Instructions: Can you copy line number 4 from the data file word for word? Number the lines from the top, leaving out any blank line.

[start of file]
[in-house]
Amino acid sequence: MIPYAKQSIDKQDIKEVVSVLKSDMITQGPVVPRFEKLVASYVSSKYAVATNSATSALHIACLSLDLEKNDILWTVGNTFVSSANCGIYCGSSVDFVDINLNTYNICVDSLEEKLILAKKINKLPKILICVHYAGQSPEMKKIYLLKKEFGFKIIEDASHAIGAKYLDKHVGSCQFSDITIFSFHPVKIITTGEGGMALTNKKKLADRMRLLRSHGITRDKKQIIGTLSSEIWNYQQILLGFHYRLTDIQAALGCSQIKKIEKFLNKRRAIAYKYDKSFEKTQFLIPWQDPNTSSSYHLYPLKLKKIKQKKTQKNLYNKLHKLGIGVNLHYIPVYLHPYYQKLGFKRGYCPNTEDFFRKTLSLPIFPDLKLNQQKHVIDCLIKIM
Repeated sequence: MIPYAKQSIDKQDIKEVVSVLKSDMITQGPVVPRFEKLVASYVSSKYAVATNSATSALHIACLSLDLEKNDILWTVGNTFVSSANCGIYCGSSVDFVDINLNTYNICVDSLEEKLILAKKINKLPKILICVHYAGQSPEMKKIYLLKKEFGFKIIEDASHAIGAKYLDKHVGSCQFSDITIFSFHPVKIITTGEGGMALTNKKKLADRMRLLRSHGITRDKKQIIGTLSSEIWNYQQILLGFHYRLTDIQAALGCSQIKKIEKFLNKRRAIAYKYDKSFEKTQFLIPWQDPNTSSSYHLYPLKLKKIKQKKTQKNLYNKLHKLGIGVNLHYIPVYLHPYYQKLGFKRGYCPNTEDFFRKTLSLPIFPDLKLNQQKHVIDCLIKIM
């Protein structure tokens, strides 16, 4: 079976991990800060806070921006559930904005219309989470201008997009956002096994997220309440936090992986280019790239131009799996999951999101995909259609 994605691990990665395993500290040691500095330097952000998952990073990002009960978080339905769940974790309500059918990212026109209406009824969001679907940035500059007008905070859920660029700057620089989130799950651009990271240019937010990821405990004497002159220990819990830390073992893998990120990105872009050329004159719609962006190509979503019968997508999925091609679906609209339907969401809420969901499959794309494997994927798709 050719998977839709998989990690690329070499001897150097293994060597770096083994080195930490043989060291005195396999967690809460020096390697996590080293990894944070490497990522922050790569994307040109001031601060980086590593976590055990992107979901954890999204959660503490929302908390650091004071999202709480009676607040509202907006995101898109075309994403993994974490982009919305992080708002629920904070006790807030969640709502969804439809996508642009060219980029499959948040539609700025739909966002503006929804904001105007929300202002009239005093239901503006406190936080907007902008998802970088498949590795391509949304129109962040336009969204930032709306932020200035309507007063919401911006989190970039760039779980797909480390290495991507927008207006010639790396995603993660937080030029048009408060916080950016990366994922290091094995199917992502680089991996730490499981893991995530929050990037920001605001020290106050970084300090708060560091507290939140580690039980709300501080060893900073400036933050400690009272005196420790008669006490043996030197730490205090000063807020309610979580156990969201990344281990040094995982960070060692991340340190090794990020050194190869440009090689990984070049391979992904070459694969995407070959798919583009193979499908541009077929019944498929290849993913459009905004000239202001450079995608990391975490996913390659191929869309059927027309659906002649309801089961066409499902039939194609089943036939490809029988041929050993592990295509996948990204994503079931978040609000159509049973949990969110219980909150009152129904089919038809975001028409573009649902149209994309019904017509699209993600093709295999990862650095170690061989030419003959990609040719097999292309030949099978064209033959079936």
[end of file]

């Protein structure tokens, strides 16, 4: 079976991990800060806070921006559930904005219309989470201008997009956002096994997220309440936090992986280019790239131009799996999951999101995909259609 994605691990990665395993500290040691500095330097952000998952990073990002009960978080339905769940974790309500059918990212026109209406009824969001679907940035500059007008905070859920660029700057620089989130799950651009990271240019937010990821405990004497002159220990819990830390073992893998990120990105872009050329004159719609962006190509979503019968997508999925091609679906609209339907969401809420969901499959794309494997994927798709 050719998977839709998989990690690329070499001897150097293994060597770096083994080195930490043989060291005195396999967690809460020096390697996590080293990894944070490497990522922050790569994307040109001031601060980086590593976590055990992107979901954890999204959660503490929302908390650091004071999202709480009676607040509202907006995101898109075309994403993994974490982009919305992080708002629920904070006790807030969640709502969804439809996508642009060219980029499959948040539609700025739909966002503006929804904001105007929300202002009239005093239901503006406190936080907007902008998802970088498949590795391509949304129109962040336009969204930032709306932020200035309507007063919401911006989190970039760039779980797909480390290495991507927008207006010639790396995603993660937080030029048009408060916080950016990366994922290091094995199917992502680089991996730490499981893991995530929050990037920001605001020290106050970084300090708060560091507290939140580690039980709300501080060893900073400036933050400690009272005196420790008669006490043996030197730490205090000063807020309610979580156990969201990344281990040094995982960070060692991340340190090794990020050194190869440009090689990984070049391979992904070459694969995407070959798919583009193979499908541009077929019944498929290849993913459009905004000239202001450079995608990391975490996913390659191929869309059927027309659906002649309801089961066409499902039939194609089943036939490809029988041929050993592990295509996948990204994503079931978040609000159509049973949990969110219980909150009152129904089919038809975001028409573009649902149209994309019904017509699209993600093709295999990862650095170690061989030419003959990609040719097999292309030949099978064209033959079936």